Governance must balance the needs of several groups, including shareholders, board members, customers, and the various communities within an enterprise: Executive Management, Operations, Project Management, Process Improvement, Information Technology etc. When done well, governance creates an honest, open environment that promotes structure in planning, agility in execution, and encourages board members and executive committees to dedicate money to the corporation to innovate and grow. Good governance is embedded in the good behavior and sound judgment of those who are charged with running an organization.
Why Corporate Governance Matters
Corporations need comprehensive governance frameworks that give themselves the tools to prevent risk and make effective decisions. Once a company establishes its rules of governance; board members, steering executives, as well as managers should know exactly what their roles are and how they play into the overall organizational structure. Governance solidifies each person's position so that they don't stray from the mission. Proper governance structures identify the distribution of rights and responsibilities among different participants in the corporation and outline the rules and procedures for making decisions in corporate affairs.
- Good governance can offer a number of important benefits to organizations, including:
- Better organizational strategies and plans
- Improved operational and process effectiveness/efficiency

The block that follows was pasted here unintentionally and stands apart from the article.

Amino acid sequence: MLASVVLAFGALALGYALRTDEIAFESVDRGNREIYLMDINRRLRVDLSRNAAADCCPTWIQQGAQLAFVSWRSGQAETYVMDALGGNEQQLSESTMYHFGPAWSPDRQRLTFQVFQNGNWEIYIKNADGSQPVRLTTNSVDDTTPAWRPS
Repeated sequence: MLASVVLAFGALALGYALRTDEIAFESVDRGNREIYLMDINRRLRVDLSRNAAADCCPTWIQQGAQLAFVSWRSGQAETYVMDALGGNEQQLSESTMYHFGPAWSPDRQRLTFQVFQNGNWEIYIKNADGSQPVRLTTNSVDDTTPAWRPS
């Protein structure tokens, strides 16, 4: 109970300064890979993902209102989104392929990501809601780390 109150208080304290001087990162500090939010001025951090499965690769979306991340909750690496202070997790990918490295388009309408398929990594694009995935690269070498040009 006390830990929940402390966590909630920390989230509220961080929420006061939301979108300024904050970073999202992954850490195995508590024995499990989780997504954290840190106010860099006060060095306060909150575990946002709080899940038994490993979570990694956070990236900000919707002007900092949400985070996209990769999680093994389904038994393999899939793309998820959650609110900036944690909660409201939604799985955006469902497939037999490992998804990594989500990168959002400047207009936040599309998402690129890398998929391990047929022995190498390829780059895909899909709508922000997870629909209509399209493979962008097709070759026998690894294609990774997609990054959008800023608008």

- Improved project management and delivery
- More prudent regulatory compliance, financial and risk management
- Improved member and stakeholder/employee engagement and communication flow
- Increased agility to which an organization can deliver on its purpose and goals
Effective governance structures allow organizations to create value, through innovation, development and exploration, and provide accountability and control systems commensurate with the risks involved.
Developing an Effective Governance Structure
An effective governance structure must be lean, simple and straightforward. This starts with the creation of an Executive Committee devoted to aligning all levels of the organization so that they contribute to achieving defined strategic goals and objectives.
Members of the Executive Committee need to review the organization and its investment portfolio to make sure strategies reach their intended goals. A truly great Executive Committee will also review organizational performance (including processes and policies) to anticipate future needs and avoid regulatory infractions.
Directives from the Executive Committee flow down the organizational chain to members of various Sub-Committees. Sub-Committees usually include department managers who have the ability to make changes within their areas of the organization. Since these individuals are responsible for process and project performance, they can execute plans that bring their departments in line with the organization's overall goals.
Recurring reviews play a key role in good governance. Sub-Committees need to investigate performance to decide whether project, process, system, departmental, or data changes have reached their goals. In many cases, they will have to propose changes or ideas that will further improve processes and systems. The Executive Committee can then review these proposals to determine whether they want to endorse these paths and commit investment funds, or create new plans or goals for improvement. If the organization’s strategic plan needs revision, changes ultimately come from the Executive Committee.
Proper governance requires time and thought from committed leaders who understand the benefits of aligning every level of an organization to produce desired results. Good corporate governance ensures that a businesses environment is fair and transparent and that employees can be held accountable for their actions. Conversely, weak corporate governance leads to waste, mismanagement, and corruption. Regardless of the type of venture, only good governance can deliver sustainable and solid business performance.